eat your colors®
a great visual guide to nutrition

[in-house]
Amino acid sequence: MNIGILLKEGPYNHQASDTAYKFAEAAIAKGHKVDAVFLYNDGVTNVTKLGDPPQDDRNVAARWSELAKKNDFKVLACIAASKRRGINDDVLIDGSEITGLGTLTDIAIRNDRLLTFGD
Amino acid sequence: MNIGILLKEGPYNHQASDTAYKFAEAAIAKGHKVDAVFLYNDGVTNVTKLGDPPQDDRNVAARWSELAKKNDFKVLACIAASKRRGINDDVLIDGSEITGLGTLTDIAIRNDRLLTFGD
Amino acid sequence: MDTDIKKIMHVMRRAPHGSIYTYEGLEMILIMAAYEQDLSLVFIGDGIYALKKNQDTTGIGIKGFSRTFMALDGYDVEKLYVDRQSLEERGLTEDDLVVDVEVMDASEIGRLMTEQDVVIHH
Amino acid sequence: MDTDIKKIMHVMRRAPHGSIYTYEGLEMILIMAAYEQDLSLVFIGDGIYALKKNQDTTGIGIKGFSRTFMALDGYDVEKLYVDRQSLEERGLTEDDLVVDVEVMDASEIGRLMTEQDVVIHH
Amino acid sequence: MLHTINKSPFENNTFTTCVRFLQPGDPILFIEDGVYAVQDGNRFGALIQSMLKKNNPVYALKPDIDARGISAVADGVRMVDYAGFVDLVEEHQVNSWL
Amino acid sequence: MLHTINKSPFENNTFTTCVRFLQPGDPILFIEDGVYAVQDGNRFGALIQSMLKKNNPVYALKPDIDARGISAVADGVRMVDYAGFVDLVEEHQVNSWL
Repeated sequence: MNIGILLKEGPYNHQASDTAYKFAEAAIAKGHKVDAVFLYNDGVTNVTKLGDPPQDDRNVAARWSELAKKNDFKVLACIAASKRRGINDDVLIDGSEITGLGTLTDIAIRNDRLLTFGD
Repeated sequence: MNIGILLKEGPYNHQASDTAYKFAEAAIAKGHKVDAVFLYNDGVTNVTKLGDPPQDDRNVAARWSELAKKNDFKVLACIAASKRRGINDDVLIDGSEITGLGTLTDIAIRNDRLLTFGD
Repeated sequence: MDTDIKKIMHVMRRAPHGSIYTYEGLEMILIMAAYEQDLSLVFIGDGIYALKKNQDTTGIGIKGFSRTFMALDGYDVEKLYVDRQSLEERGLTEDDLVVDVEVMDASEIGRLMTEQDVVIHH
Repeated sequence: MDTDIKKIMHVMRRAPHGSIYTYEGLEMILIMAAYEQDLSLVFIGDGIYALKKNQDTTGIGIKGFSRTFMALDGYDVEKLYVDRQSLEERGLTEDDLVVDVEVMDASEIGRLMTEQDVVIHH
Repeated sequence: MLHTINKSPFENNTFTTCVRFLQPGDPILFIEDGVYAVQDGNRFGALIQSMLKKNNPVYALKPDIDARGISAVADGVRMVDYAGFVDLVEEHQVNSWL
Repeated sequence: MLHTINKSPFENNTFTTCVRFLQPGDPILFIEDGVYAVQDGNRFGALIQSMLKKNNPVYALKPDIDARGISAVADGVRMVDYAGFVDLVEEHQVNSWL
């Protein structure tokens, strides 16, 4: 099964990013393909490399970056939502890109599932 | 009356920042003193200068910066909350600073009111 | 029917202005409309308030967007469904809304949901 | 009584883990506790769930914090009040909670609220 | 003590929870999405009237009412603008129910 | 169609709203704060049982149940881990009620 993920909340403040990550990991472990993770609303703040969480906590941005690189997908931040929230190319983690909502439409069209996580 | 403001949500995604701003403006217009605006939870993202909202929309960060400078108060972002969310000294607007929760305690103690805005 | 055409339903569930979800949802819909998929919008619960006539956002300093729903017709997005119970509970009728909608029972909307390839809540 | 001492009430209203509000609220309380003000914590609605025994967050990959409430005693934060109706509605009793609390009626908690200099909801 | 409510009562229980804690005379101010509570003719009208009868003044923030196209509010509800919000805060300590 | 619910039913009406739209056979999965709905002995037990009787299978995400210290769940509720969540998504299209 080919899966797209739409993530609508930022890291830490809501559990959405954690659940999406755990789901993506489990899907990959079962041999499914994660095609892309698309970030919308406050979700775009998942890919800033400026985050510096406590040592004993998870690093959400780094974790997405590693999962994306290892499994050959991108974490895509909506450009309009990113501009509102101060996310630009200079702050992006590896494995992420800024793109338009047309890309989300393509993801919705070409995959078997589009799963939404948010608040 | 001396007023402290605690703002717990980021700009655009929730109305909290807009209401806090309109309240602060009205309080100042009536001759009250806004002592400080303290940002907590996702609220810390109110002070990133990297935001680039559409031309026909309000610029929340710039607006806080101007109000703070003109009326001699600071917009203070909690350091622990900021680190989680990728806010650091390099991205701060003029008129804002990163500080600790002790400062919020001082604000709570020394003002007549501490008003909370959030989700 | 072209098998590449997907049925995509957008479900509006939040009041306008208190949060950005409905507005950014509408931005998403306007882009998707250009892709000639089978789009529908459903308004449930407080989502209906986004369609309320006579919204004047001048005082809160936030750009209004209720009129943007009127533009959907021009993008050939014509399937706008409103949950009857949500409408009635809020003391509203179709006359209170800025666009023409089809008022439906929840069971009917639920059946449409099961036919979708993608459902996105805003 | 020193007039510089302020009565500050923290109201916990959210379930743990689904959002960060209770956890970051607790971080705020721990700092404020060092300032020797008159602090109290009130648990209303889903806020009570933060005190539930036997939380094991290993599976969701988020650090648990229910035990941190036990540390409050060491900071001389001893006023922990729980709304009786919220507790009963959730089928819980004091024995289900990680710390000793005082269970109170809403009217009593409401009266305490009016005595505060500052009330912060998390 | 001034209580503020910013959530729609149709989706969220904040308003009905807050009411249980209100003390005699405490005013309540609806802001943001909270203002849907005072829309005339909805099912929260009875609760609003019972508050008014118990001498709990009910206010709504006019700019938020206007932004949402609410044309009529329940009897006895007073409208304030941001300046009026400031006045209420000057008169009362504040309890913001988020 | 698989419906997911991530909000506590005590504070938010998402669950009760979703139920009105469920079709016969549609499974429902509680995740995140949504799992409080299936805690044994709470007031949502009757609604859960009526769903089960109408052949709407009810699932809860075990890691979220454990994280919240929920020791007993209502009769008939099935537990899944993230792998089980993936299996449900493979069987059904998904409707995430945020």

By Dr. Alan Greene, Pediatrician, Author and Advisor to Plum Organics. Your first try at feeding baby solid food can be overwhelming. For many parents, one of the biggest challenges is making sure to provide all of the right nutrients. Fortunately, there’s an easy shortcut: color. Color engages baby’s sense of sight during the feeding process. It’s an excellent way to excite baby about new foods, while also serving as a visual guide to nutrition. One of the key things we know about diet is that variety is good. To put it simply, eating a variety of color ensures that you’re getting a variety of nutrients. Feeding your baby by color can be easy and fun. It can also help you succeed at offering your little one a wide array of healthful foods. The key to any short cut is understanding the method. Color is pretty straightforward. Many nutrients are colorful; it’s not by accident our eyes are adapted to identify nutritious things. There are, for example, a number of good compounds that show up as green. Eating a rainbow really just means making sure to offer foods of all colors. Setting out a plate with only-beige items should be avoided. It can be difficult to put an entire rainbow on every single plate, so the goal should be to touch on all colors over the course of a day or even a week. I encourage parents to think outside the box and not to neglect what some people might find unusual for kids—and to prepare these foods in all kinds of ways. I’m a big fan of beets for children and wish I had learned to like them as a kid. They’re very sweet and can be steamed, boiled, roasted, and even, for older children, eaten raw. I also like purple carrots, purple sweet potatoes, berries, and red cabbage. For orange, I like everything that starts with P: papaya, peaches, and pumpkin. All winter squash is great—roasted or baked or even boiled in meat stock. Some squash are in the yellow realm, as is corn. For green, there are so many shades and options: light green peas and darker kale and other super greens, avocado, kiwi, plus broccoli. Offer them all. Of course, parents shouldn’t exclude all white foods. They may not be as colorful, but many of them— including potatoes, cauliflower, and even leeks and scallions— have lots to offer in the way of nutrients, textures, and flavors. Remember, a varied diet is about more than just vitamins. It also allows young children a chance to develop their Nutritional Intelligence, their likes and dislikes of certain foods. The more flavors they’re exposed to early on, the more likely they are to prefer a broad mix of foods for the rest of their lives. And that’s a fulfilling goal!